The Dallas Morning News
Steep drop in jobless claims pushes Dow up
Growing vaccination rates, retail numbers spark recovery hopes
Blockbuster jobs and retail numbers, coupled with growing vaccinations, buoyed hopes Thursday for a robust recovery after more than a year of economic reversals. U.S. stocks soared, lifting the Dow to record heights.
First-time unemployment claims fell sharply last week, to a pandemic low of 576,000, the Labor Department reported Thursday. That’s down 193,000 from the preceding week’s surprise spike, and an unexpectedly strong showing even as unemployment remains elevated.
Meanwhile, fresh Commerce Department data showed retail sales soared 9.8% in March as stimulus checks hit bank accounts, business restrictions loosened and spring weather arrived. The better-than-expected jump comes on the heels of a 2.7% decline in February.
“Stellar jobless claims plus off-the-charts retail sales packs a positive one two punch and sends strong signals that the economy is full steam ahead toward recovery,” Mike Loewengart, managing director of investment strategy at etrade, said Thursday. “While we haven’t necessarily seen the market move on strong economic beats or misses, it’s certainly a step in the right direction.”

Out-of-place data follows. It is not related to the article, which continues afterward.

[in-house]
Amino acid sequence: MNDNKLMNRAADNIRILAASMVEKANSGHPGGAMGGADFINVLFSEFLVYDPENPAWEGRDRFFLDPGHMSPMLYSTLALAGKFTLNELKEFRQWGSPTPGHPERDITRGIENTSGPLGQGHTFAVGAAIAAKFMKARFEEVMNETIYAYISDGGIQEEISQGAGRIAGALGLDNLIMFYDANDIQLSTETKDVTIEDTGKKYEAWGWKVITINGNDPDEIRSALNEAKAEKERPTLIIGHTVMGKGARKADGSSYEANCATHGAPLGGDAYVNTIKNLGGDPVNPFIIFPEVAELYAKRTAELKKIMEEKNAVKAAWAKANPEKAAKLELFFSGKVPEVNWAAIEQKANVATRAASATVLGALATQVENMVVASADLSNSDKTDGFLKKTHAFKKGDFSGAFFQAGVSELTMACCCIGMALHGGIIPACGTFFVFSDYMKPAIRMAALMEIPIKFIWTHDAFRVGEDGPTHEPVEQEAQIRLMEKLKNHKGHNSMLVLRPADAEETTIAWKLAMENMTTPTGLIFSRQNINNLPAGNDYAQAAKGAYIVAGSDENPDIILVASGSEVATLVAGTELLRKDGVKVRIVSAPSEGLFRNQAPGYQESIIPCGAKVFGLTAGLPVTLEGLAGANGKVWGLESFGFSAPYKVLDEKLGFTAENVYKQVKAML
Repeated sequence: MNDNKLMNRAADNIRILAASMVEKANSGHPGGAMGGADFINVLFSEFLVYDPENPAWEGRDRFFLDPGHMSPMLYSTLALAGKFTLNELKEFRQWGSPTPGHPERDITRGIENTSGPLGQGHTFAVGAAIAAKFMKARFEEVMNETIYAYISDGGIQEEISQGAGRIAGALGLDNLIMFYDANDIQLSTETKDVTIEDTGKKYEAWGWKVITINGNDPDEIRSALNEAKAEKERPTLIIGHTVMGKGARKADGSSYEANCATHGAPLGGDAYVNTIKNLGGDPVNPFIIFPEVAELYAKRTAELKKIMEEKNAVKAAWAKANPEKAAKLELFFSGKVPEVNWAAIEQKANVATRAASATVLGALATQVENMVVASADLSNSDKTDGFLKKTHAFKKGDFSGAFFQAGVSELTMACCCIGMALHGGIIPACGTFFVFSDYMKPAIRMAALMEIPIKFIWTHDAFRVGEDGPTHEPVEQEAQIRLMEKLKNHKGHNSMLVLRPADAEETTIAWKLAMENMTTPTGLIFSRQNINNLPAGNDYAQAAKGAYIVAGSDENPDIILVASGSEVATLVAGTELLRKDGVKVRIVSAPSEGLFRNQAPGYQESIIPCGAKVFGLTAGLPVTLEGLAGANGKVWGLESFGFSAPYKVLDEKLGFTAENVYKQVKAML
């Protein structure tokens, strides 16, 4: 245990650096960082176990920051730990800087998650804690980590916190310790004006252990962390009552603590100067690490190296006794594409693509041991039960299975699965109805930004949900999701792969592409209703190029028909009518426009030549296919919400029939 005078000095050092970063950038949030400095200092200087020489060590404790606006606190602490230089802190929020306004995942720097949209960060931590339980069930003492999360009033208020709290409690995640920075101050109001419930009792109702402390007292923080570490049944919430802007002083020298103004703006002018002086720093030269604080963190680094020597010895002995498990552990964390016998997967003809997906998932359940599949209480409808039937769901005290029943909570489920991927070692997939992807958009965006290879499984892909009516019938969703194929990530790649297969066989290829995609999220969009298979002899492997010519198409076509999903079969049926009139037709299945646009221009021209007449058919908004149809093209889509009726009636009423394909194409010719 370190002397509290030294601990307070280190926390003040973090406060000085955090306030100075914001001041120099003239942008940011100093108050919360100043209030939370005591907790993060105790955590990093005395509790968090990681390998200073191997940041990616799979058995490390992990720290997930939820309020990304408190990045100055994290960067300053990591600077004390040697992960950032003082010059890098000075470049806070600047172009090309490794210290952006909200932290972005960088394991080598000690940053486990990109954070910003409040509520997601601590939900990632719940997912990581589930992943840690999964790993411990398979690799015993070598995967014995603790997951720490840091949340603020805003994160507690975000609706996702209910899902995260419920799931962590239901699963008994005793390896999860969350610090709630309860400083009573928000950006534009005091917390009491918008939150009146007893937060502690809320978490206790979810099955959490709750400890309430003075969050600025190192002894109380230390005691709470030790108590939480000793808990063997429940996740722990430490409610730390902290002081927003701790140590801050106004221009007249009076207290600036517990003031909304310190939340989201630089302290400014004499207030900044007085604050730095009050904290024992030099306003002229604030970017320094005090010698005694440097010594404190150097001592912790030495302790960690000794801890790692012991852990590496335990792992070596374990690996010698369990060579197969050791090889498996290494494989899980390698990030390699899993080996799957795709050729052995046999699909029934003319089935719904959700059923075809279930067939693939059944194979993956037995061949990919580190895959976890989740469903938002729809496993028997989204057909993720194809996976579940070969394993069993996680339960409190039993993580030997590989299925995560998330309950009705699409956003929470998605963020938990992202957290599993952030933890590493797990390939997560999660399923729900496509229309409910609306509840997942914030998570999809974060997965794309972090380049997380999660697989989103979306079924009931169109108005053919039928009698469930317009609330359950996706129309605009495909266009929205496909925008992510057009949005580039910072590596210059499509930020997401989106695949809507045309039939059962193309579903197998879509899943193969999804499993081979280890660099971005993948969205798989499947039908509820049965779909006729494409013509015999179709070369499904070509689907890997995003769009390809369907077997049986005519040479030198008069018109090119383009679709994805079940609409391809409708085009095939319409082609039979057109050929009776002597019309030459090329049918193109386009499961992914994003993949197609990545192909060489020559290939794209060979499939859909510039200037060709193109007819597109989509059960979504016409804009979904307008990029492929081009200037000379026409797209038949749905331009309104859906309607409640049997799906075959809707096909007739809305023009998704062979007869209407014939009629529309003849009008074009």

The news, coupled with strong earnings from major banks, spurred a jubilant day of trading on Wall Street. The Dow Jones industrial average surged 305.1 points, 0.9%, to a record-high 34,035.99. The S&P 500 jumped 45.76 points, 1.1%, to settle at 4,170.42, also a record finish. The tech-heavy Nasdaq swelled 180.92 points, 1.3%, to 14,038.76.
“Although 34,000 by itself is just another number, this is a monumental feat when you think back to where we were last year at this time,” said Ryan Detrick, chief market strategist for LPL Financial. “The speed and resiliency of this economic recovery is unlike anything we’ve ever seen and it helps to justify stocks at all-time highs.”
Economists had projected about 710,000 fresh claims for the week ending April 10. The week before, some 719,000 Americans applied for unemployment benefits. Now, claims sit at their lowest level since March 2020, when the pandemic began, but still well above pre-pandemic levels.
“Thursday’s elevated jobless claims data is an important reminder that the labor market has not fully recovered from the Covid-19-driven recession,” said Vanessa Martinez, managing director of The Lerner Group, a Chicagobased wealth management firm. “There are still millions of people unemployed.”